CRL overview: 5 issues in focus. According to the company’s press release, the CRL touches on five issues, including 1) clinical, 2) labeling, 3) REMS, 4) a safety update, and 5) drug scheduling. In our view, the clinical component—focusing on teratogenic (birth defect) and CV (heart rate) risk—is the only one that matters as far as getting Qnexa over the goal line. While the FDA apparently left the letter somewhat vague and open-ended (at least that’s how the PR reads), firm is encouraged that no new clinical trials are required at this time and that Vivus believes it can submit its response in ~6 wks. They await more detail on Friday morning’s call, but in the meantime, they work through the key issues below.
CV risk is still a hurdle, but JPM thinks Qnexa can clear it. As indicated, their most significant concern in the CRL is the language around the implications of increased heart rate and the need for evidence that it “does not increase the risk of major adverse CV events. Vivus intends to provide several new analyses exonerating Qnexa. JPM suspects these have to do with the recent disclosure that across the entire 4,323 pt development program for Qnexa (incl 2-year SEQUEL data), serious CV and neurovascular AE rates in pts taking the drug were similar to placebo with a relative risk of 0.59 (95% CI: 0.33-1.06). That’s a 41% relative risk reduction in favor of Qnexa. Moreover, firm's comfort with Qnexa’s CV profile is reinforced by the product’s demonstrated favorable effects across a range of key cardiometabolic risk factors including waist circumference, systolic and diastolic blood pressure, total cholesterol, LDL, HDL, triglycerides, HbA1c, fasting plasma glucose, and fasting insulin. These benefits are also accompanied by statistically significant improvements in inflammatory biomarkers such as CRP, adiponectin, and fibrinogen.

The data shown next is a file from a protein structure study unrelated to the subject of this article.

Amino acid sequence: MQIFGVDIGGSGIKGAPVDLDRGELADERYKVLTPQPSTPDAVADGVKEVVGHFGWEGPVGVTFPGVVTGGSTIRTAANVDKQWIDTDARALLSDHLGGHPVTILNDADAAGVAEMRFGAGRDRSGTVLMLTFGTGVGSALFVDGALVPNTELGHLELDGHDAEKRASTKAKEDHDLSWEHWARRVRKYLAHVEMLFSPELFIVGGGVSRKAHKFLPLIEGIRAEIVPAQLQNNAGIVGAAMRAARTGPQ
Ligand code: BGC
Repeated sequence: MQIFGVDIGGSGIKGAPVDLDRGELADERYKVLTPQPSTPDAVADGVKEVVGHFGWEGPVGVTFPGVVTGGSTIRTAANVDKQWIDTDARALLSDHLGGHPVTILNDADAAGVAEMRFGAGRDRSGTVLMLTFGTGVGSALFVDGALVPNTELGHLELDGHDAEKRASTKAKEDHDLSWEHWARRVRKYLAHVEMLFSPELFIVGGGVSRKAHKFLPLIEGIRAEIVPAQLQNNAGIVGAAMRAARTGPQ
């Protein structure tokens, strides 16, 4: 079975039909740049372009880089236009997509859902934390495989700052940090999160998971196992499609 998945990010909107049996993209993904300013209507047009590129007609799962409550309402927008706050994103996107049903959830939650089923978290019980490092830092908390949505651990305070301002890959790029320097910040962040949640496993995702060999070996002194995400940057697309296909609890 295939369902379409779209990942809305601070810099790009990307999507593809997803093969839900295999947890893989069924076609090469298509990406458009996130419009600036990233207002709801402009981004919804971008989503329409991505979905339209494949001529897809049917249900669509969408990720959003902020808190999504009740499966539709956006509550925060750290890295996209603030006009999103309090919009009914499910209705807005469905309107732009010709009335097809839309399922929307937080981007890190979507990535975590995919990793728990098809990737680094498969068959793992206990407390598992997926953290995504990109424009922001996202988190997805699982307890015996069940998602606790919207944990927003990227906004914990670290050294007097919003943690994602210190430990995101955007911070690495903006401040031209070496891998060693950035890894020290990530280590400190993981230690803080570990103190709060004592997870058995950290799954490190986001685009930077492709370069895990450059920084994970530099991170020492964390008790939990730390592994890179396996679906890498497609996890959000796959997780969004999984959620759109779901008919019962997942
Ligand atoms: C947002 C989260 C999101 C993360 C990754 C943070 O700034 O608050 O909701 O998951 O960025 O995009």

- Canaccord reits Buy rating on VVUs and raises its target to $15 (from $10). Firm views the letter as benign; it asks for more data and analyses but no new studies. They believe that VVUS’ resubmission in about six weeks will pave the way for approval around mid-year 2011.
The CRL asks for more information on birth defect risk, cardiovascular effects, and the full data from the two-year SEQUEL study. There will also be more discussion about labeling and REMS.
Firm thinks FDA is showing that it listened to the July ad com’s concerns and providing a path to approval for VVUS.
VVUS believes that it can assemble the necessary preclinical and clinical data (including a final study report of SEQUEL) to enable resubmission in approximately six weeks. Assuming a Class 2 designation, this should set up approval in mid-2011.
They will be listening for more color from VVUS’ 8:30 am EDT conference call.
Notablecalls: My only question is - this' going to $8.00 today? or higher?
- Arena (ARNA) didn't go down on way more negative CRL. Also, ARNA's news came out ahead of Vivus', which probably lowered the expectations even more.
- VVUS has a 20% short interest & a tight float.
- Vivus believes they can submit their responds in 6 weeks, which is a surprise. Given this ultra-short time frame it seems (seems!) they have the CV/birth defect data to assuage FDA."